Even with how common alphas were, most players—like most people—were betas, and betas tended to assume omegas were one of them unless told otherwise. Alphas—who were told to be domineering and assertive—were harder to overlook, but people who were raised to be quiet and unobtrusive weren't a particular concern in if you were anosmic and couldn't smell they were possessors of a very particular genetic variation. Carry liked betas just fine. Sometimes he thought being surrounded by them was a bit like being alone. But that suited him fine. Alphas tended to assume they had to take care of him, and he didn't want anybody's protection or pity. If the alternative was being alone, he'd take it. 

Of course, that had only lasted so long because the Titans did have two alphas on the team itself. Unsurprisingly, one of them was Captain Jack Lerroux, a thirty-five-year-old veteran. The guy exuded such a strong air of self-confidence that Carry had barely kept himself from flinching the first time they had shook hands—a modern take on protocol he’d have rather not participated in and couldn’t get out of without looking like a prude. Lerroux turned out to be alright, though, maybe because he was so sure of himself he felt the least he could do was be a real gentleman about the fact that he was a hockey superstar, adored by both his team and the public, and happily bonded and with his third kid on the way. People who were that lucky didn't have any bones to pick, Carry had guessed. He'd never had any issues with Lerroux, but then again, a bonded alpha might think an omega who wasn’t his mate was easy on the eyes, but they wouldn’t be affected by the omega’s pheromones.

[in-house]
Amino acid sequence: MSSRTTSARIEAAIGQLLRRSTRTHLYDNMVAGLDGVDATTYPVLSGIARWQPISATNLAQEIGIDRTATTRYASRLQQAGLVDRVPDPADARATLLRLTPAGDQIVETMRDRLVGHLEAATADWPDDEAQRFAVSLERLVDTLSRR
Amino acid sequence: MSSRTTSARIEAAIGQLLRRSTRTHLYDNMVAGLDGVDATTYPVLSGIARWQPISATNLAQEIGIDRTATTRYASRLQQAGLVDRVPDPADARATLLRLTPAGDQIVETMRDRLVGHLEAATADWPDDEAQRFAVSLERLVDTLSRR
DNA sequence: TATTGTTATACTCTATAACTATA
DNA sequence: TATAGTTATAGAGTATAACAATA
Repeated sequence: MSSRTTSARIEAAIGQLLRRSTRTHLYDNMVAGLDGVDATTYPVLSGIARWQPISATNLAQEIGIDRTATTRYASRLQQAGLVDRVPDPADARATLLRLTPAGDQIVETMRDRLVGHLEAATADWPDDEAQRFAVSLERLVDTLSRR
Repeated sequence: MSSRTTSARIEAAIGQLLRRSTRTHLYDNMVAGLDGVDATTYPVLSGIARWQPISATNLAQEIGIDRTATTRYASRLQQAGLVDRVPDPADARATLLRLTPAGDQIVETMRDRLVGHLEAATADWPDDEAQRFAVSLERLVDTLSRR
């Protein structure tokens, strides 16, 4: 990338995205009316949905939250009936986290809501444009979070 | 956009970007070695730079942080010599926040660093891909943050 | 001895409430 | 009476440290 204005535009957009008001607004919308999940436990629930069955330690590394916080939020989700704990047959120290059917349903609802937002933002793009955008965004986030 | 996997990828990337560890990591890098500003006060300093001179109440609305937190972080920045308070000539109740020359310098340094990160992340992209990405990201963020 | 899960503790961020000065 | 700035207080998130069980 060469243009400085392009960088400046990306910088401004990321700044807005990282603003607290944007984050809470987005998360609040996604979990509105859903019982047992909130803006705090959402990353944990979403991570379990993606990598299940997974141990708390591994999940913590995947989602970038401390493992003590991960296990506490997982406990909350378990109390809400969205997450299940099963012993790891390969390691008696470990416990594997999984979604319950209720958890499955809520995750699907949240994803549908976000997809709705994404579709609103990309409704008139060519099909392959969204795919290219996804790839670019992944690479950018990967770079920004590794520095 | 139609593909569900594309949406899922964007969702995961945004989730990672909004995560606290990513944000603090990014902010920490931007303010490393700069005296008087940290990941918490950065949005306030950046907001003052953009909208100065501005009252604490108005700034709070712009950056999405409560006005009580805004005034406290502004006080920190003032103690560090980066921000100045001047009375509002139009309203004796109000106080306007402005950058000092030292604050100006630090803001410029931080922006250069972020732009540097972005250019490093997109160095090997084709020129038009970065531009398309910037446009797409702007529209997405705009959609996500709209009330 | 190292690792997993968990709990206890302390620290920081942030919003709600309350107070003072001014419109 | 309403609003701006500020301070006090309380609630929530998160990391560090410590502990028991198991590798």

Not that Carry thought Lerroux had given his existence outside the ice a single thought—in all likelihood, the wouldn’t have been compatible even if Lerroux had been unbonded. Carry figured his genetic make-up had to be quite particular because it was rare for him to find an alpha whose scent he was enticed by. 

Of course, he hadn’t needed scent to notice Ali Pucio.